American writer Susan Cain is a big fan of grief.
More specifically, she is deeply interested in sad music and the “mysterious and seemingly contradictory” joy or pleasure it can evoke.
Ms Kane has been trying to understand why sad music – such as Leonard Cohen’s – moves her more than other genres.
understand it It gets trickier because of some of the stigma surrounding grief. Ms Kane argues that we tend to avoid sad emotions as if they were something to be ashamed of.
“We all know that life contains the extremes of joy and sadness, and everything in between…but we shouldn’t be talking about half of our emotional experience,” she told ABC RN life matters.
But in a world full of “toxic positivity,” she said it’s not just okay to explore what it’s like to feel “sad, heartache or longing” — it’s essential to living a full and meaningful life.
The “Mystery” of Sad Music
When Ms. Kane listens to melancholic music, she doesn’t feel bad.
Instead, the music gave her a “sense of connection” with others. It inspires feelings of “love and gratitude” for musicians or music “for being able to transform what apparently begins with sadness into something beautiful and beyond”.
Humans’ ability to “turn pain into beauty” is “the mystery of sad music,” she said.
She’s been thinking about it for decades — and she’s not alone.
A great deal of research has been devoted to understanding the link between music and grief.
Ms. Kane pointed out Research by MIT economist Karol J Borowiecki, he studied the letters of Beethoven, Mozart and Liszt to find out how happy or sad they were. He then linked the letters to pieces of music they made at the time.
“[Professor Borowiecki] Discover the deeper music, the music that music historians consider to be their greatest, often written in times of grief,” Ms Kane said.
He writes that the study provides insight into “how Negative emotions can provide fertile material creative people [can] painting”.
‘Sadness becomes a comfort’
Australian singer-songwriter Kate KS said some of her songs were so sad that she cried while writing them.
She chose to put many of life’s difficult or sad moments in music, and said she found the process “very cathartic”.
It also applies to those who listen.
“It’s not uncommon for people to say after a show that at some point I made them cry,” Ms KS said.
She thinks it’s because the audience “feels seen” in those sad songs.
“People realize, oh, it’s not just me feeling this way. Other people feel this way too.
“It’s about sharing experiences.”
Is there no paradox at all?
Researchers and thinkers as far back as Aristotle have pondered why people like to listen to sad music.
Like Ms Kane, UNSW music professor Emory Schubert has pondered the question for decades.
Over the years, he has also argued that people’s enjoyment of sad music is a strange paradox.
Recently, however, he has begun to change his mind.
“It’s a more complicated story,” he says now, suggesting that the apparent conflict of enjoying sad music may actually be exaggerated.
“I don’t think that’s how humans work,” he said.
Instead, Professor Schubert sees “different classes of experience that can happen in parallel”.
We can experience multiple feelings and emotions at the same time, he said. “It’s no big deal because we are complex humans”.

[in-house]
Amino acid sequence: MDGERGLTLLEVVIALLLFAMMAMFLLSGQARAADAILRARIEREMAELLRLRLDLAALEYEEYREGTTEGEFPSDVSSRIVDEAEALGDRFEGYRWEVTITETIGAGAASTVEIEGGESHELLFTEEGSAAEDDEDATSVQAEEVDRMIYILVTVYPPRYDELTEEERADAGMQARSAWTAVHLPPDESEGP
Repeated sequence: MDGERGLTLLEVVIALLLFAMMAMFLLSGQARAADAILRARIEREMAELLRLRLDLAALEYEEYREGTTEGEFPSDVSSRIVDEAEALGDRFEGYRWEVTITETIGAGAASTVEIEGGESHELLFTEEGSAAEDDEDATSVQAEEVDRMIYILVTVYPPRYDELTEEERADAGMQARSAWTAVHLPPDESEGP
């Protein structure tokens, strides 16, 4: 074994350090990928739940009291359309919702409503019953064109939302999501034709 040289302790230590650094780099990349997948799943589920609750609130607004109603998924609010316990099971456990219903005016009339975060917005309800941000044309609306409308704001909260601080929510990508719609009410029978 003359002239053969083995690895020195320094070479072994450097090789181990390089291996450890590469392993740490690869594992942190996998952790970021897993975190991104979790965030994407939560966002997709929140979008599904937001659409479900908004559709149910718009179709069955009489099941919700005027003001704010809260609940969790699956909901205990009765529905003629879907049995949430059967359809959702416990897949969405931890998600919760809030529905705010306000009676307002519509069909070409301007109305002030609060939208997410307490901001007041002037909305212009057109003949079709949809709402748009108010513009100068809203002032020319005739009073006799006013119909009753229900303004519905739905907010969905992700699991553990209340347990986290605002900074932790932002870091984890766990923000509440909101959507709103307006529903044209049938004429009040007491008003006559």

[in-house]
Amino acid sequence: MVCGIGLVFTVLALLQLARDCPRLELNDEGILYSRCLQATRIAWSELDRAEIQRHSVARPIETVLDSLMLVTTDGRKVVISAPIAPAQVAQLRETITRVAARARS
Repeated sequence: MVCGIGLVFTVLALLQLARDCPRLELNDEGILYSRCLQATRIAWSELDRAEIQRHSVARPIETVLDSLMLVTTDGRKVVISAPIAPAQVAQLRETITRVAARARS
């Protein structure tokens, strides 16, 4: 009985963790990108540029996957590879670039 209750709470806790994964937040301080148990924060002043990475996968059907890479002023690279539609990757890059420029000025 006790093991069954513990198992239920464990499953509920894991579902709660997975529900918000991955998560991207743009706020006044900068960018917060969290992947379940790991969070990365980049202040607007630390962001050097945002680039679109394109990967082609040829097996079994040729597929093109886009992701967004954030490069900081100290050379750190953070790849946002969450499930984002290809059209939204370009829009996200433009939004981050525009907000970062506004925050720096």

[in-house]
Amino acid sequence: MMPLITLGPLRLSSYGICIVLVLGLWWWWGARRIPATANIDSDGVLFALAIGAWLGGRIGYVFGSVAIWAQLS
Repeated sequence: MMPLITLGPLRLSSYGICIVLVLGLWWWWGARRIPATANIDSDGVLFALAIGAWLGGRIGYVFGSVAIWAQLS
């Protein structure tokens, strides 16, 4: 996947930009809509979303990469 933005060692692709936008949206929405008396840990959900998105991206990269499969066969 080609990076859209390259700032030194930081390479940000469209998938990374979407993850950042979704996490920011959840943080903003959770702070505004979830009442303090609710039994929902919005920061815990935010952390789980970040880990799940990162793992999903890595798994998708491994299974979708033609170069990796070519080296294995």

Why music makes us feel
So perhaps the question should be, why does music make us feel anything?
Professor Schubert pointed to the work of Patrick Joslin, a professor of music psychology, considered by many to be the number one music researcher in the world.
Professor Schubert explained that according to Professor Jaslin, music allows us to have seven senses.
One is the infectious power of music, you just listen to it and you can “grasp” whatever it expresses, “like you have a cold,” he said.
Another is the ability of music to evoke a certain memory, and the emotion associated with that memory.
Conditioning is another way music can make us feel. “In Western culture, we learn that in a minor key, something in a minor key often sounds sadder than something in a major key,” explains Professor Schubert.
Can’t all art make us feel something?
Well, not according to the early 18th century philosopher Arthur Schopenhauer.
Professor Schubert said that Schopenhauer and other great philosophers believed that all art forms except music “represent something of the human world” and “remind us of these real-life situations”.
On the other hand, they argue that music “is the only art form that doesn’t need expression. It can exist in this sound form”, says Professor Schubert.
Another thing that separates music from visual arts is that it is often created in a group, Ms KS said.
Seeing or hearing “great musicians, true masters of instruments” together creates “moments of synergy…full of emotion,” she said.
“It’s very powerful.”
Pleasure is easy; pain is redemption
Ms. Kane clearly distinguishes sadness or melancholy from depression or clinical depression.
The distinction she draws is a “happy blue” or “bittersweet” state.
In fact, the title of her latest book exploring the topic is Bittersweet: How Grief and Longing Make Us Whole.
Ms Kane believes that from “recognizing light and darkness, joy and sorrow, [and] Bitter and sweet are always paired.”
“Everything and everyone we love the most has an inherent impermanence.”
With the realization of this state, she said, “there is a really deep and profound joy in the beauty of the world.”
Ms Kane said “turning pain into beauty” was “redemption” and “at the heart of everything”, including music.
“The happy side of ourselves, it takes care of itself. That part is easy,” she said.
“The tricky part is the pain part.”
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